You can Count on Bisping

Michael Bisping mixed up his offence and took down Brian Stann during their match. (JACK BOLAND/QMI...

Michael Bisping mixed up his offence and took down Brian Stann during their match. (JACK BOLAND/QMI Agency)

DAVE HILSON, QMI Agency

, Last Updated: 12:46 AM ET

TORONTO - Michael Bisping put his money where his mouth was on Saturday night, disposing of Brian Stann at the Air Canada Centre. But it wasn’t a patented Bisping win and probably won’t do a lot to cement his place as the top contender in the middleweight division.

Bisping, who is known for chirping off just as much as he is for what he does in the ring, used four takedowns, rather than his boxing skills, to secure a unanimous decision win over Stann in their non-title, three-round middleweight fight at UFC 152.

“He’s one tough son-of-a-gun,” the 33-year-old Brit told Joe Rogan after the fight.

And indeed Stann did take some hard shots and was cut on his forehead during the final round of the fight. And the American did manage to inflict some damage of his own, stunning the Brit toward the end of the first round with a couple of hard shots. But it was really the only damage he did all night — other than a low-blow kick that shook up Bisping and stopped the fight momentarily.

This was a much-anticipated bout, but those expecting it to be a slugfest in the centre of the octagon may have been both surprised and disappointed.

Bisping relied a lot on a ground game, taking Stann to the mat often and missing on several other attempts, though he really didn’t accomplish much once the two were down there.

Bisping seemed a lot more cautious than he normally is, sparring with the 31-year-old Stann in the centre of the octagon rather than looking to take him out.

The 6-foot-2 Bisping said his plan was to try to mix things up as much as possible.

“I have a more rounded skill-set, so I tried to take him down and mix it up,” Bisping said.

Bisping’s win really doesn’t do anything to clear up the middleweight division. In fact, with champion Anderson Silva seemingly preoccupied with bigger things, it’s as clear as mud.

Silva came out Friday and told Brazilian media that he hopes Georges St. Pierre is the next man he faces in the octagon.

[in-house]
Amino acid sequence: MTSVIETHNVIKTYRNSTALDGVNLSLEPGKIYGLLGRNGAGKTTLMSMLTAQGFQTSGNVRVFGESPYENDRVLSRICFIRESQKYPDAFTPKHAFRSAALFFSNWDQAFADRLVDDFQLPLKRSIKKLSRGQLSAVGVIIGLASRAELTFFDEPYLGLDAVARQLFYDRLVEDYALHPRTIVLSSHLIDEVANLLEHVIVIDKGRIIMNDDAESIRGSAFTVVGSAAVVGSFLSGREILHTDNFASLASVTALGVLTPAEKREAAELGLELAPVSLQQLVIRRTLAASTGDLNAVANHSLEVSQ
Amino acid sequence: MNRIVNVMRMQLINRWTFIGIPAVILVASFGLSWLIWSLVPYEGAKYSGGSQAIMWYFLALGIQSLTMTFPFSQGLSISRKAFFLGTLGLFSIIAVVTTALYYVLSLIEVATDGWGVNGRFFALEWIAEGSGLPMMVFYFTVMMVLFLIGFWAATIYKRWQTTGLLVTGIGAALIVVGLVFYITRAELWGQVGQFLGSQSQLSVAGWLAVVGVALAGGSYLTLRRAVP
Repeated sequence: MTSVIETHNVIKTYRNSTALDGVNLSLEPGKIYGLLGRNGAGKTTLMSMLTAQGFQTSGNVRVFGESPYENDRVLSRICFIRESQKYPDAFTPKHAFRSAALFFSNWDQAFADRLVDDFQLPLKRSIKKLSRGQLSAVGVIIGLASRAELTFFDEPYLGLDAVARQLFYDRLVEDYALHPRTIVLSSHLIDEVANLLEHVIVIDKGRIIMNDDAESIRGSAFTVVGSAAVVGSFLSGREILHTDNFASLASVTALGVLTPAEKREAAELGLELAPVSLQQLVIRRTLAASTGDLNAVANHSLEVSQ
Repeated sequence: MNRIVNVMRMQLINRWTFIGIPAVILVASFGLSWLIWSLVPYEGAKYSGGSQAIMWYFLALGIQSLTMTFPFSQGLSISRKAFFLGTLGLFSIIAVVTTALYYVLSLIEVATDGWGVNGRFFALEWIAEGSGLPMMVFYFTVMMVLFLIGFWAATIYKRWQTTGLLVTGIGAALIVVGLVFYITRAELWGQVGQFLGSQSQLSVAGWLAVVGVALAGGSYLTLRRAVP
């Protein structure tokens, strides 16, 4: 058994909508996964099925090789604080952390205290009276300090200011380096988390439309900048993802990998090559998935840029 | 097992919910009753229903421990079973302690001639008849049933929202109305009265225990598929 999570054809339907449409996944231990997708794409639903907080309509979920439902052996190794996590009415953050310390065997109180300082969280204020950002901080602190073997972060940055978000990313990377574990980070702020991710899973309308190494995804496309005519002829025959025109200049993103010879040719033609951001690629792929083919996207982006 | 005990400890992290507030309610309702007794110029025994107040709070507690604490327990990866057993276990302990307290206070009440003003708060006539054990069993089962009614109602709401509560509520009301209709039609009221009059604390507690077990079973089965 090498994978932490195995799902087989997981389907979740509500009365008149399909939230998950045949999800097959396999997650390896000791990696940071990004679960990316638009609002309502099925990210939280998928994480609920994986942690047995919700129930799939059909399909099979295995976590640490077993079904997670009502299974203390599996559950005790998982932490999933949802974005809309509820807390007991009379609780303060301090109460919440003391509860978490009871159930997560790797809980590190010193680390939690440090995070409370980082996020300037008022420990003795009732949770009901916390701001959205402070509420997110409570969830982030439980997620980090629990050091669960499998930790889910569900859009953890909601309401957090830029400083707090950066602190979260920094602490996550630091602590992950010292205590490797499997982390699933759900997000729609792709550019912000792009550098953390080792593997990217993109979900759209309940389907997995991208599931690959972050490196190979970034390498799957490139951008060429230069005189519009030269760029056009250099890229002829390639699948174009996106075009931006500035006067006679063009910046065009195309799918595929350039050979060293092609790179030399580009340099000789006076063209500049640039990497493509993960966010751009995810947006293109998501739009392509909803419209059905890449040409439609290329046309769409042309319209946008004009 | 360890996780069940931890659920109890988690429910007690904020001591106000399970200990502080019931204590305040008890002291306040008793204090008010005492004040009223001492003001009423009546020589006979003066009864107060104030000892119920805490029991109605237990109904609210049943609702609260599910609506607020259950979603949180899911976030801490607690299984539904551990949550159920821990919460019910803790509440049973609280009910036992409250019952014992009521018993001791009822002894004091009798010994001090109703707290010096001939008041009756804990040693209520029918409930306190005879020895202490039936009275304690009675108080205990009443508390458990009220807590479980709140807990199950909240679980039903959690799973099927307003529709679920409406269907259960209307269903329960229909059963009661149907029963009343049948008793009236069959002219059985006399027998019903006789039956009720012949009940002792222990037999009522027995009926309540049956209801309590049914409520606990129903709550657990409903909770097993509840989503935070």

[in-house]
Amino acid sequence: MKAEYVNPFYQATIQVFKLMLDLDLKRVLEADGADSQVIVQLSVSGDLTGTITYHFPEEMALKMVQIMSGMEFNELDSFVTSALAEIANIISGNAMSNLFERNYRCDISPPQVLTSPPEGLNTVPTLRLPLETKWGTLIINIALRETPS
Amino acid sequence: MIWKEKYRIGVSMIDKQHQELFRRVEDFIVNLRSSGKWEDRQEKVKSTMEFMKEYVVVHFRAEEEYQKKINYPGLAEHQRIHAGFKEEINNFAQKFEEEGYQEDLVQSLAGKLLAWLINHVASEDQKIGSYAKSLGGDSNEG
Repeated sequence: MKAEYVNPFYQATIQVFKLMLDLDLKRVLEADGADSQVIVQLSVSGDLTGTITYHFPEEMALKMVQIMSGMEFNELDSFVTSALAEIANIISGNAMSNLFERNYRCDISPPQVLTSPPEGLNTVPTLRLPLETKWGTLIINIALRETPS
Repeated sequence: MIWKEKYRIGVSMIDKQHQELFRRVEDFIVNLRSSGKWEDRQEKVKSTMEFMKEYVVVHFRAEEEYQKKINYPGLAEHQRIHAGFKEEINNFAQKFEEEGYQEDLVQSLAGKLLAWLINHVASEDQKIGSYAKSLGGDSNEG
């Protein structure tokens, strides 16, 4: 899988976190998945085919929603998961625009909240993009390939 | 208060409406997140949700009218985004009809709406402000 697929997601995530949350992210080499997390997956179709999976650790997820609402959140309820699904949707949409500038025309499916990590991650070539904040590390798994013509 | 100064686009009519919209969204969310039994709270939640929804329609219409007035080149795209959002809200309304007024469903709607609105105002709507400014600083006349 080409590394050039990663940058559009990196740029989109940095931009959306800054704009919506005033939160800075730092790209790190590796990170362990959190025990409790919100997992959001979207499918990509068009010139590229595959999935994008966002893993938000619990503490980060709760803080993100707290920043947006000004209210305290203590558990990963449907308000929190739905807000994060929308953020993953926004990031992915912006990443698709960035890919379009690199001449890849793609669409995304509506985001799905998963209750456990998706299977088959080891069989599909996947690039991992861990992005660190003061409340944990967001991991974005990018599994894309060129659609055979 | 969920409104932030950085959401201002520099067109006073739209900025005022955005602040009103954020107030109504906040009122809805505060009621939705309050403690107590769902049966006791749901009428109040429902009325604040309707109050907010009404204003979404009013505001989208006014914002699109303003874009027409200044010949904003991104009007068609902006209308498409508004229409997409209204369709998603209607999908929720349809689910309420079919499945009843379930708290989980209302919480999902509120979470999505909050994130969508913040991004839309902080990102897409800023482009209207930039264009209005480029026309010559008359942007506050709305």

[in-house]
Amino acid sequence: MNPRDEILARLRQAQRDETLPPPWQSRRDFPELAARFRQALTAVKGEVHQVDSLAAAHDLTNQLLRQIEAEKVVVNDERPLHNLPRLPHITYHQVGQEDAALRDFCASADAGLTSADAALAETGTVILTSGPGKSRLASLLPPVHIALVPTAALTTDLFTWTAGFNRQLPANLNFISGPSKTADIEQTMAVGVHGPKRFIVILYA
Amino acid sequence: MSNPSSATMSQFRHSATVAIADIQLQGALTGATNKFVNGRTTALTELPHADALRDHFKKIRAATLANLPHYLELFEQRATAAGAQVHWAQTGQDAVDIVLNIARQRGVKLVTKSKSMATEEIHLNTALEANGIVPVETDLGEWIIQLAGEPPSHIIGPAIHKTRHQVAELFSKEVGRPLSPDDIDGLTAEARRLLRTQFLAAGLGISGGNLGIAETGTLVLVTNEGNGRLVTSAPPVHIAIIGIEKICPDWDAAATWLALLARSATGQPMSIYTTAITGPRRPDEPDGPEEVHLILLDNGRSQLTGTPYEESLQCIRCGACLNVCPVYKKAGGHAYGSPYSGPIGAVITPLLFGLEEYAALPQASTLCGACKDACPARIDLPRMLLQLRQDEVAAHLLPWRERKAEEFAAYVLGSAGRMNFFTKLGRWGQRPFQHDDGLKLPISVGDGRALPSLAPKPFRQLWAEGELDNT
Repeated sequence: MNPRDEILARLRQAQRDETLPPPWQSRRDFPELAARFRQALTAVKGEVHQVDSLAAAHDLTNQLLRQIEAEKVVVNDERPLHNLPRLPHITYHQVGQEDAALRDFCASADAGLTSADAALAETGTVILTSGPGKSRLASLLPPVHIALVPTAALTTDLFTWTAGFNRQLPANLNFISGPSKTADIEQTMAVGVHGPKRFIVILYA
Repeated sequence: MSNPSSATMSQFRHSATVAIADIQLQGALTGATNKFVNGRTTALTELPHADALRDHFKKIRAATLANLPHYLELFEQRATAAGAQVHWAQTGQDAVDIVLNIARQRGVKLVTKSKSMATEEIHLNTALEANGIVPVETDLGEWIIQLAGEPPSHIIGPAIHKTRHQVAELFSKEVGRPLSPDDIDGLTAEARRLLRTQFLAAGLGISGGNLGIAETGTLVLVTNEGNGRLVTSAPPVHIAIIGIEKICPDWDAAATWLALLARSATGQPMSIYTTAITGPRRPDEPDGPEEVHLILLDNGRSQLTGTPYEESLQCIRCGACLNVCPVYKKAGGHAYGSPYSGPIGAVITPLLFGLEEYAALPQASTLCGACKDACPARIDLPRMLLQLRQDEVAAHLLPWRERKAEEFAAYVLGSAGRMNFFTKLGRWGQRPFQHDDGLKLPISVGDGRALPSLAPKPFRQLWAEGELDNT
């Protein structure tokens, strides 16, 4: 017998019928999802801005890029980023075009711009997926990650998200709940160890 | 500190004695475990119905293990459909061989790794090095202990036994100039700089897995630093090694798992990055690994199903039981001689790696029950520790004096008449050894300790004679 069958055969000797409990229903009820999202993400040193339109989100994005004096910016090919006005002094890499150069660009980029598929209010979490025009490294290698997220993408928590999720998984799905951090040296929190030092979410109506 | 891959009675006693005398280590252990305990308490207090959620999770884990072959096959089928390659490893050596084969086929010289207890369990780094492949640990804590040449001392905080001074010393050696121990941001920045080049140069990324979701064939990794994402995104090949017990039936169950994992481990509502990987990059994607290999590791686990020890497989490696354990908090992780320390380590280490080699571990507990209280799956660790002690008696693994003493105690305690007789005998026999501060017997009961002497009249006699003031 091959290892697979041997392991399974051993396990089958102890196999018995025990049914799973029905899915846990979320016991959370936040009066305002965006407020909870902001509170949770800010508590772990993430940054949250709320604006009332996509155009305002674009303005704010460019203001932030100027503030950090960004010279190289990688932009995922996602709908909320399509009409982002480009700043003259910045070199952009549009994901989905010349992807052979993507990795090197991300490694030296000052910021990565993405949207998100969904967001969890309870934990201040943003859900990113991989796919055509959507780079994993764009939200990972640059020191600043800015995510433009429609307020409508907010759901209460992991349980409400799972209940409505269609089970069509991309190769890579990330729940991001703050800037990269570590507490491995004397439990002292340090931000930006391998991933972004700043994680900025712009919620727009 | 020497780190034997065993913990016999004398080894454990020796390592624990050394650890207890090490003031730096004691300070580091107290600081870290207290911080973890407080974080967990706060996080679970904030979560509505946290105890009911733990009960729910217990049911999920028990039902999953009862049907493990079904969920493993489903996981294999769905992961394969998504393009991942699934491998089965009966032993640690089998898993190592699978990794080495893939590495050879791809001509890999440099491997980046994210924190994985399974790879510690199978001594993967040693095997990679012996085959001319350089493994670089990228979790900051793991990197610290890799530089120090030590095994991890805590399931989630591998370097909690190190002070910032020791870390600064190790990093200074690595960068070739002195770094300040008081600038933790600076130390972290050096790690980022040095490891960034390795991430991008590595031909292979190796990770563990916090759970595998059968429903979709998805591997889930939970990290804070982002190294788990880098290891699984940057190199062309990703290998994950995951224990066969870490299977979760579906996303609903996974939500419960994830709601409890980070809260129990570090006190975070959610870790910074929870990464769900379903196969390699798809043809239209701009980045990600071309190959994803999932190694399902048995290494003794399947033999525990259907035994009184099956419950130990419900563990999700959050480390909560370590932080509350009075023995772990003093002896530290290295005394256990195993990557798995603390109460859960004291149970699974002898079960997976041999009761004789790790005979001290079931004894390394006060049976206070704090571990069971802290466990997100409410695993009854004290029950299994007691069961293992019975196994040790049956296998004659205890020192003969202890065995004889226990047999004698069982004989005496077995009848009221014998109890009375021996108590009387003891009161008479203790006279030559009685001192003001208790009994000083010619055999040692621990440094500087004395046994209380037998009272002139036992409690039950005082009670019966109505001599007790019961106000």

“I believe everybody wants to see that fight,” Silva said.

And before Silva even fights St. Pierre, if that even happens — though in all likelihood it will — the Brazilian is set to face Stephen Bonner at UFC 153 in Rio on Oct. 13.

So that leaves guys like Bisping in a bit of limbo.

At any rate, the TUF 3 winner will be hoping that a superfight between Silva and welterweight champion St. Pierre doesn’t happen just yet.

Arguably robbed of a title shot after a controversial decision loss against Chael Sonnen in January, his first loss after putting together a four-fight win streak, Bisping was looking to make up ground on the likes of Chris Weidman in the middleweight division with a convincing win over Stann. But it really didn’t happen.

Bisping is always talking about how he deserves a title shot and winning on Saturday certainly won’t hurt his chances but he probably didn’t accomplish against Stann what he was hoping to.

Stann, a former WEC light-heavy-weight champion, had won four out of five fights since moving to the middleweight division in the UFC but his overall record now falls to 12-5, while Bisping improves to 24-4.

Bisping was clearly the favoured fighter on this night. Stann may get plenty of support in America where he’s considered a hero for the silver star he was awarded for bravery in combat as a U.S. Marine, but north of the border it was The Count who received a royal reception as he strutted around the octagon. And chants of “let’s go Bisping” rang out in the early going of the opening round.

 


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